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Liberty Hall collection

Identifier: MS 0658
Finding aid note: Stored off-site at the Library Service Center. Please request this material via or call 713-348-2586.

Content Description

This collection consists of the photographs, news clippings, posters, realia and a scrapbook documenting the history of the music venue Liberty Hall. Materials from co-owner Michael Condray's later music venture Showbar is also included.


  • Creation: 1971-2016

Conditions Governing Access

This material is open for research.

Stored offsite at the Library Service Center and require 24-hour notice for retrieval. Please contact the Woodson Research Center at 713-348-2586 or for more information.

Conditions Governing Use

Permission to publish from this material must be obtained from the Woodson Research Center.

Biographical / Historical

Liberty Hall was a music venue located in downtown Houston, Texas from 1971 to 1978. It was originally owned and operated by Michael Condray, Lynda Herrera, and Ryan Trimble. Hosting a wide variety of performers, including Bruce Springsteen, ZZ Top, The Velvet Underground, The Ramones, Lightnin' Hopkins, Big Mama Thornton, and many more, it was known for its low admittance prices of sometimes only two dollars for nationally known entertainers.

Before Liberty Hall, Condray and George Banks, the future graphic illustrator of Liberty Hall posters, opened Jubilee Hall which became the Family Hand, a restaurant and entertainment venue. The restaurant was known for its red beans and rice, prepared by Thera Neumann, the African-American female chef. When Condray began looking for a new location to open with Herrera and Trimble, Neumann found the building that would become Liberty Hall. The building was originally a church built in the 1940s and later became the American Legion Post 391. On March 4, 1971, it opened as Liberty Hall.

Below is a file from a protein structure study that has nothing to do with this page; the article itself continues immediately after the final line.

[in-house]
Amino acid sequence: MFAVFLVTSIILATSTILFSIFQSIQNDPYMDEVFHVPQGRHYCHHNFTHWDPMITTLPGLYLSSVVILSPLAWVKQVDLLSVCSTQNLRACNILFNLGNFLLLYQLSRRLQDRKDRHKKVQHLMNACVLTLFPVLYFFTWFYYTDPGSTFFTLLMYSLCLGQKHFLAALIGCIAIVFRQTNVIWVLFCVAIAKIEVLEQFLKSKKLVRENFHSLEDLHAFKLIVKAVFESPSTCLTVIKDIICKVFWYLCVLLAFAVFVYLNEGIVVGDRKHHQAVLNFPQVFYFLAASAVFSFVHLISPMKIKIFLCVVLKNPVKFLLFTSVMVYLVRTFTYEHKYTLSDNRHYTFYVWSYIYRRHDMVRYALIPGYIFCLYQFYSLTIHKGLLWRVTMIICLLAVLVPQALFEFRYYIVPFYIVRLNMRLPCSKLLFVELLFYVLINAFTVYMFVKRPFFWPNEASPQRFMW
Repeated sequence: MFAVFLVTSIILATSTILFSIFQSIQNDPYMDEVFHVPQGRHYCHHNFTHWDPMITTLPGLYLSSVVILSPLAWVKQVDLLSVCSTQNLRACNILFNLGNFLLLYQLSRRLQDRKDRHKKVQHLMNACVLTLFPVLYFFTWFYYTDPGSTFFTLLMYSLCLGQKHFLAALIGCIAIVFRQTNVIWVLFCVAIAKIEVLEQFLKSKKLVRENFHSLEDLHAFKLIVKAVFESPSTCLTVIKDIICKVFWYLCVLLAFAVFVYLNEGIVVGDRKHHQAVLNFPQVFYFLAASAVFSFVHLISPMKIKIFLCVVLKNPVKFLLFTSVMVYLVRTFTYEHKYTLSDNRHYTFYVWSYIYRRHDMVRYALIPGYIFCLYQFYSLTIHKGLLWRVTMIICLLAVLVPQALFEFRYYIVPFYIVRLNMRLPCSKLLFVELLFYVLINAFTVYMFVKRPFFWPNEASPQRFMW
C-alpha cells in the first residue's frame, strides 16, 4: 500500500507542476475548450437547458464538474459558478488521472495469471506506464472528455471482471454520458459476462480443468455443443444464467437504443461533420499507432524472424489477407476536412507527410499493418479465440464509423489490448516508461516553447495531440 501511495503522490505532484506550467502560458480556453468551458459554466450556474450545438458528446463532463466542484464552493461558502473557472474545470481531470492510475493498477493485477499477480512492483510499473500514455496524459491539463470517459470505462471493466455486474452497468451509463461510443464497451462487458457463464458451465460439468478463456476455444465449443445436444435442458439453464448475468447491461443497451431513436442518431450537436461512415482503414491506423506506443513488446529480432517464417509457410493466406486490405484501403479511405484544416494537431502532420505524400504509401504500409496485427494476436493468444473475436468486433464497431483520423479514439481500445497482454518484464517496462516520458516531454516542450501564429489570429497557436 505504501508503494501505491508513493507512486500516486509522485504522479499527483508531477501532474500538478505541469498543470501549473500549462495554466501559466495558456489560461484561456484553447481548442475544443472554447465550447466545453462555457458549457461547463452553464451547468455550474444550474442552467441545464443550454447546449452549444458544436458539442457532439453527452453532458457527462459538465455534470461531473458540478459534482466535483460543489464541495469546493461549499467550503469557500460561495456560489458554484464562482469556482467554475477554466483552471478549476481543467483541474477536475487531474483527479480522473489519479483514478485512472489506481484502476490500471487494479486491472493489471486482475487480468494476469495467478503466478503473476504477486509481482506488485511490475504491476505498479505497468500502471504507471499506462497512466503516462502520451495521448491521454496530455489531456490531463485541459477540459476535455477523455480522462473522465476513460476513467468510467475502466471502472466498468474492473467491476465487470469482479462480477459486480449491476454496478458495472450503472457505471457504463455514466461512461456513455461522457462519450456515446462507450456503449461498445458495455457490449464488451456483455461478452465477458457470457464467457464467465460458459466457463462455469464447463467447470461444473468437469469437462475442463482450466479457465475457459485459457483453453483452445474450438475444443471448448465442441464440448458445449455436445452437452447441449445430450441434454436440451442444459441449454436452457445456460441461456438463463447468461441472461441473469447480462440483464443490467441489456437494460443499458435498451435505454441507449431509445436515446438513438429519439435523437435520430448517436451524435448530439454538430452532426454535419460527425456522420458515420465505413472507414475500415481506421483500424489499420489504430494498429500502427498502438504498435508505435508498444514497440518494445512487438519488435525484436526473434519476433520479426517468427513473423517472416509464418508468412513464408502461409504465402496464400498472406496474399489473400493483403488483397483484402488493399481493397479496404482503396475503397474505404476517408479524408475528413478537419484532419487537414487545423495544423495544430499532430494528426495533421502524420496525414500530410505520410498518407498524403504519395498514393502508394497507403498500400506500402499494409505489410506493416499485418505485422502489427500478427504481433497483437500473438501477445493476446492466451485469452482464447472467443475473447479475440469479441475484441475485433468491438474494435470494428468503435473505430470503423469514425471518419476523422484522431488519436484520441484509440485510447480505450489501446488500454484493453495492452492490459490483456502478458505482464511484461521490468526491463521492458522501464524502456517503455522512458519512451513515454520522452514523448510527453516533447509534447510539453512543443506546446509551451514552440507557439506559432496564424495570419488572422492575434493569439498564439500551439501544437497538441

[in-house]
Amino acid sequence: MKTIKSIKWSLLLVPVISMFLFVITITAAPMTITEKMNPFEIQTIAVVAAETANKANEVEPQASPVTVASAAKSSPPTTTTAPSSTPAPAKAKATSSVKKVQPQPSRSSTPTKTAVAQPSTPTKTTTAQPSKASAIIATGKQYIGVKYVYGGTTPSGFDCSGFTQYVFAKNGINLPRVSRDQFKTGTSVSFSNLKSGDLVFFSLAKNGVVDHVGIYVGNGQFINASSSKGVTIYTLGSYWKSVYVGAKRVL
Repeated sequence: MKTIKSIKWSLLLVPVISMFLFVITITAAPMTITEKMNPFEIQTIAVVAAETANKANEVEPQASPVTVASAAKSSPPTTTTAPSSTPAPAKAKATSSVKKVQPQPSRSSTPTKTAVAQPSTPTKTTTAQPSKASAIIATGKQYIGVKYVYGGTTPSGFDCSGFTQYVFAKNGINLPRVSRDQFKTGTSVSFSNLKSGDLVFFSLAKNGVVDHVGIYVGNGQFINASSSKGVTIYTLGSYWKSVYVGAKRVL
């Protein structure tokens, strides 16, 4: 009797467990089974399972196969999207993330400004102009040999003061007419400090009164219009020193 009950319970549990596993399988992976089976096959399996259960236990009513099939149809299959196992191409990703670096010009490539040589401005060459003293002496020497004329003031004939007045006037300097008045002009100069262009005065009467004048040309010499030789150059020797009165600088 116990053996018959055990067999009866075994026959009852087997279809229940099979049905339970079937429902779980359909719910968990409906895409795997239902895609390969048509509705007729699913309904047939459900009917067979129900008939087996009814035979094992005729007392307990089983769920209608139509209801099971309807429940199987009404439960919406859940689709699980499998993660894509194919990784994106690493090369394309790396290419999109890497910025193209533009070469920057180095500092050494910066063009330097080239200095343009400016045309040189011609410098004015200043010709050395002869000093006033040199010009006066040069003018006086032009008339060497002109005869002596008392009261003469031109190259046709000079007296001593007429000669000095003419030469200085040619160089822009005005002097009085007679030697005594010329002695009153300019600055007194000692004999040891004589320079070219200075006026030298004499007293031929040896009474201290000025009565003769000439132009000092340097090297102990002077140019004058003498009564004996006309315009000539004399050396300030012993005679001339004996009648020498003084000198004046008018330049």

Besides the many musicians that performed at Liberty Hall, the venue hosted plays and comedy performances. Cheech and Chong performed for a completely sold out four-night stand for two dollars a ticket. Cheech and Chong credit Liberty Hall for their success. Liberty Hall also hosted rock opera director C. C. Courtney's play "One Flew Over the Cuckoo's Nest" from March 23 to April 22, 1972. At the time, it was the longest running play in the history of Houston.

In 1974, Herrera left Liberty Hall with Condray following in 1975. Trimble stayed on until the venue closed in 1978. The building that was once Liberty Hall was soon demolished after its closing. Today, a parking lot near the Toyota Center sits where Liberty Hall once was.

Text borrowed from the "Liberty Hall (Houston, Texas)" Wikipedia page written by Woodson staff member Claire Weddle.


9.5 Linear Feet (7 boxes)

6.89 Gigabytes (Nearline access: MS0658aip_001 (6.89 GB))

17.2 Gigabytes (Nearline access: MS0658aip_003 (17.2 GB))

2.60 Gigabytes (Nearline access: MS0658aip_002 (2.60 GB))

Language of Materials



This collection mainly consists of memorabilia and ephemera from the music venue Liberty Hall.

Immediate Source of Acquisition

Donated by Gerry Ebel, Lynda Herrera, Ryan Trimble, and Bruce Bryant on behalf of Richard "Ace" Brooks in 2016.


Additional materials are expected for this collection.

Guide to the Liberty Hall collection, 1971-2016
Norie Guthrie
Description rules
Describing Archives: A Content Standard
Language of description
Script of description
Language of description note

Repository Details

Part of the Woodson Research Center, Rice University, Houston, Texas Repository

Fondren Library MS-44, Rice University
6100 Main St.
Houston Texas 77005 USA